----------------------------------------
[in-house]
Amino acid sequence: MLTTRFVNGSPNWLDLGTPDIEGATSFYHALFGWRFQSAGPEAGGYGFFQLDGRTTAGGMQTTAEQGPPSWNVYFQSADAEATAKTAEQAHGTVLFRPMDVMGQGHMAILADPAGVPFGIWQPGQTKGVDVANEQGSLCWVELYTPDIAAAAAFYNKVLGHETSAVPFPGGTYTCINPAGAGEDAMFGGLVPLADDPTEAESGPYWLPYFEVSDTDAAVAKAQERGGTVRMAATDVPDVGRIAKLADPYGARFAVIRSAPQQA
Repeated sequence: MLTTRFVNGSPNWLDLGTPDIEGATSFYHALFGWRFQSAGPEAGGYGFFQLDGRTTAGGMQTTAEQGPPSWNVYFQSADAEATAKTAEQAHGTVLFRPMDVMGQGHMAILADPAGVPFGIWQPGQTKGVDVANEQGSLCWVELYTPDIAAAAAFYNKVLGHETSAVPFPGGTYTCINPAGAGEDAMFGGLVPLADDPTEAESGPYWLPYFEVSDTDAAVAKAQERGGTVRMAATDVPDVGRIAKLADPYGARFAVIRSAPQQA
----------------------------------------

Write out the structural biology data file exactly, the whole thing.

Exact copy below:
[in-house]
Amino acid sequence: MLTTRFVNGSPNWLDLGTPDIEGATSFYHALFGWRFQSAGPEAGGYGFFQLDGRTTAGGMQTTAEQGPPSWNVYFQSADAEATAKTAEQAHGTVLFRPMDVMGQGHMAILADPAGVPFGIWQPGQTKGVDVANEQGSLCWVELYTPDIAAAAAFYNKVLGHETSAVPFPGGTYTCINPAGAGEDAMFGGLVPLADDPTEAESGPYWLPYFEVSDTDAAVAKAQERGGTVRMAATDVPDVGRIAKLADPYGARFAVIRSAPQQA
Repeated sequence: MLTTRFVNGSPNWLDLGTPDIEGATSFYHALFGWRFQSAGPEAGGYGFFQLDGRTTAGGMQTTAEQGPPSWNVYFQSADAEATAKTAEQAHGTVLFRPMDVMGQGHMAILADPAGVPFGIWQPGQTKGVDVANEQGSLCWVELYTPDIAAAAAFYNKVLGHETSAVPFPGGTYTCINPAGAGEDAMFGGLVPLADDPTEAESGPYWLPYFEVSDTDAAVAKAQERGGTVRMAATDVPDVGRIAKLADPYGARFAVIRSAPQQA